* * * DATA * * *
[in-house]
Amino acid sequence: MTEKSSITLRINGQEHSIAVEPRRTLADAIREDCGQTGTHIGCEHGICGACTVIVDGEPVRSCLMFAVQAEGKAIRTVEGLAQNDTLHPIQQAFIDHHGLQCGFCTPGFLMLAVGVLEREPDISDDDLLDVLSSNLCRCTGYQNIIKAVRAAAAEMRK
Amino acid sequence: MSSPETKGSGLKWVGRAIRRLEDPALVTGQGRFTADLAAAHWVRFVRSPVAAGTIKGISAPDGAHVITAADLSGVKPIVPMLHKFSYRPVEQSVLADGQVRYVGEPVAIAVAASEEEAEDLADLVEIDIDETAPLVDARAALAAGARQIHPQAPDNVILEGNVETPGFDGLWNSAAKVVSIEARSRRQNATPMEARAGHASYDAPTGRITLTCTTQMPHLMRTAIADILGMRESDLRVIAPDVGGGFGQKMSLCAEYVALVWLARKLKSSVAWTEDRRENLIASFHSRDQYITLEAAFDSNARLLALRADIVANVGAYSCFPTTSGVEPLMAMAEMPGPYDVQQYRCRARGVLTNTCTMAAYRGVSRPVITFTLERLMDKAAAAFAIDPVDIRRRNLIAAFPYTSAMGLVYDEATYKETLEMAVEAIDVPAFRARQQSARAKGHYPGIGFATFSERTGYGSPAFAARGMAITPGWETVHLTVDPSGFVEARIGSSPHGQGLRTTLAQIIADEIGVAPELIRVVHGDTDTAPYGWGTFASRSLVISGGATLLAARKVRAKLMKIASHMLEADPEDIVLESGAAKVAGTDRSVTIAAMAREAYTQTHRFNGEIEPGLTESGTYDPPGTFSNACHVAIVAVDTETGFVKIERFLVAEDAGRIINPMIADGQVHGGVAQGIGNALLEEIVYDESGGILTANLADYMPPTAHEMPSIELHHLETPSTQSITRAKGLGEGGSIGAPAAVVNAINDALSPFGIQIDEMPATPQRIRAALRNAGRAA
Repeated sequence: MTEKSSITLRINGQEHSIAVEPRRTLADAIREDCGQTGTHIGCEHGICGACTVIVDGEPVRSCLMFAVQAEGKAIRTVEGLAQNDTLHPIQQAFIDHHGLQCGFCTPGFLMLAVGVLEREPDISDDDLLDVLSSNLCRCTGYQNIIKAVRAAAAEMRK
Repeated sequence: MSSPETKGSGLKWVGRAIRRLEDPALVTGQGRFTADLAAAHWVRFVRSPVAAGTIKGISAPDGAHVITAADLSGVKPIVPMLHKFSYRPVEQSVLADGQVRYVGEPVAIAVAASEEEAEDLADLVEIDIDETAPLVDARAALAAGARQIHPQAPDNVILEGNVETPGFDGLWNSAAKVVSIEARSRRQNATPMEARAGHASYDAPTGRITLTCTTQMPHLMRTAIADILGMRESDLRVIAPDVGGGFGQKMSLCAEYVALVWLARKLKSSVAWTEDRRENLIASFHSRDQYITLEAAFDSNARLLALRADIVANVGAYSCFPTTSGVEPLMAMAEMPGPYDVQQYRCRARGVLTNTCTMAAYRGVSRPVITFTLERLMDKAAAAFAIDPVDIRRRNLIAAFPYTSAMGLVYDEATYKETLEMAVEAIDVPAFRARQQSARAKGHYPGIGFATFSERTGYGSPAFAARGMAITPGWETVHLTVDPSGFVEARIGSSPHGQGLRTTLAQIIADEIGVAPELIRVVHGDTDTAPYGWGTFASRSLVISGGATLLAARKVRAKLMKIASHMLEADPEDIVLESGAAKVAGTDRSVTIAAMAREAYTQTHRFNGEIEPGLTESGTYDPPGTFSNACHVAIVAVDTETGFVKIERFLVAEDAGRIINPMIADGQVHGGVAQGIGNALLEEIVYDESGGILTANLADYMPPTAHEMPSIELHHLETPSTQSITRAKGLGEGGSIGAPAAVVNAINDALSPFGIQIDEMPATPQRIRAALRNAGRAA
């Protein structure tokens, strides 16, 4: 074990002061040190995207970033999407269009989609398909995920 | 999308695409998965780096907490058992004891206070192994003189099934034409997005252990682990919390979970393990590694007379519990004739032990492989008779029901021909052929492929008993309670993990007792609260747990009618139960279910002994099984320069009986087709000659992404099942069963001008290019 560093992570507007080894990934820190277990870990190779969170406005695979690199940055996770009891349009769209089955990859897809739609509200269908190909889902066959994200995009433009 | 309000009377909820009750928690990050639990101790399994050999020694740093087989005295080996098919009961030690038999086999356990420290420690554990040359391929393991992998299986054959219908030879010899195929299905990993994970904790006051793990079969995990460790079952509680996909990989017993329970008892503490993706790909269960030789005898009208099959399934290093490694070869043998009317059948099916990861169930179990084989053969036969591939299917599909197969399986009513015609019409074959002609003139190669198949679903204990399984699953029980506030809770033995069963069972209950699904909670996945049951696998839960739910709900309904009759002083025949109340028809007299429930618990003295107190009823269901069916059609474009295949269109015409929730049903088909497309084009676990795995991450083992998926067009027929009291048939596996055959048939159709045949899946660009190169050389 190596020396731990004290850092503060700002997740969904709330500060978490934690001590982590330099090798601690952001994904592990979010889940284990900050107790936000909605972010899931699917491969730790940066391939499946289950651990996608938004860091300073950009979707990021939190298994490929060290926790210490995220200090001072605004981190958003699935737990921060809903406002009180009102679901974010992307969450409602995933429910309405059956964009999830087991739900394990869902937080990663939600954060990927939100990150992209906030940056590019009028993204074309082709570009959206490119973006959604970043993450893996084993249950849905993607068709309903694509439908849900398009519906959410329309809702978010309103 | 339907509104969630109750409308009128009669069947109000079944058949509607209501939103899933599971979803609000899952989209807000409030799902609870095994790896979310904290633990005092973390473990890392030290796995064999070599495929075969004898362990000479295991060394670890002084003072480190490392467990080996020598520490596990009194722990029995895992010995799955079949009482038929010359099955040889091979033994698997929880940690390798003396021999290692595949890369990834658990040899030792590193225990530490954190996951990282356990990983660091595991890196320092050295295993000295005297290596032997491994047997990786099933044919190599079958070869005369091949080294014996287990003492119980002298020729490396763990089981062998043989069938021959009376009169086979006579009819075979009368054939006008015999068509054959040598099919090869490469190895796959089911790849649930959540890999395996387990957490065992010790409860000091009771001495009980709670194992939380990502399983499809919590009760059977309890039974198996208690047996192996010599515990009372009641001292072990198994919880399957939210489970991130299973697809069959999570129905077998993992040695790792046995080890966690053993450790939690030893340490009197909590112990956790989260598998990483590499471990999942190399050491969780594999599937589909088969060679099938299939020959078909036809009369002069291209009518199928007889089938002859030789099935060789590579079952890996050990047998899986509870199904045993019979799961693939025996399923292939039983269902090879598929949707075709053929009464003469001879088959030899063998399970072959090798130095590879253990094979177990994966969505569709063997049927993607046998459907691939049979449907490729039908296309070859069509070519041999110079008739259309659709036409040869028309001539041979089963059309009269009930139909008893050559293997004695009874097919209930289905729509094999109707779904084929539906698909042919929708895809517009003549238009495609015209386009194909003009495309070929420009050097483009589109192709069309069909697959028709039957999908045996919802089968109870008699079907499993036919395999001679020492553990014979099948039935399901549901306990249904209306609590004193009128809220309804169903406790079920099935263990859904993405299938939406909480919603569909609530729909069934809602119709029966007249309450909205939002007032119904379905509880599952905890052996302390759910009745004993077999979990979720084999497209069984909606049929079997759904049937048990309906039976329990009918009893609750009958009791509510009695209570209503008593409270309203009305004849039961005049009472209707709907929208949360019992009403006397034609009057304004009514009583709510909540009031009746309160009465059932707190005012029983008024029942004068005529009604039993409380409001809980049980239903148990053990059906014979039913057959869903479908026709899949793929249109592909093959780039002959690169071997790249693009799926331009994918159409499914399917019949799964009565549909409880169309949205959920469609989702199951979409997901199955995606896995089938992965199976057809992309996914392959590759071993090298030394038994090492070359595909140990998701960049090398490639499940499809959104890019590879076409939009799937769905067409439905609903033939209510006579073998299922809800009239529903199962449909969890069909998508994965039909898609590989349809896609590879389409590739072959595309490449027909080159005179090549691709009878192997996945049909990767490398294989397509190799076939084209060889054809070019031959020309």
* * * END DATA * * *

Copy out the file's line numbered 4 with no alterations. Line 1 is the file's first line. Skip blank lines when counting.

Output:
Repeated sequence: MTEKSSITLRINGQEHSIAVEPRRTLADAIREDCGQTGTHIGCEHGICGACTVIVDGEPVRSCLMFAVQAEGKAIRTVEGLAQNDTLHPIQQAFIDHHGLQCGFCTPGFLMLAVGVLEREPDISDDDLLDVLSSNLCRCTGYQNIIKAVRAAAAEMRK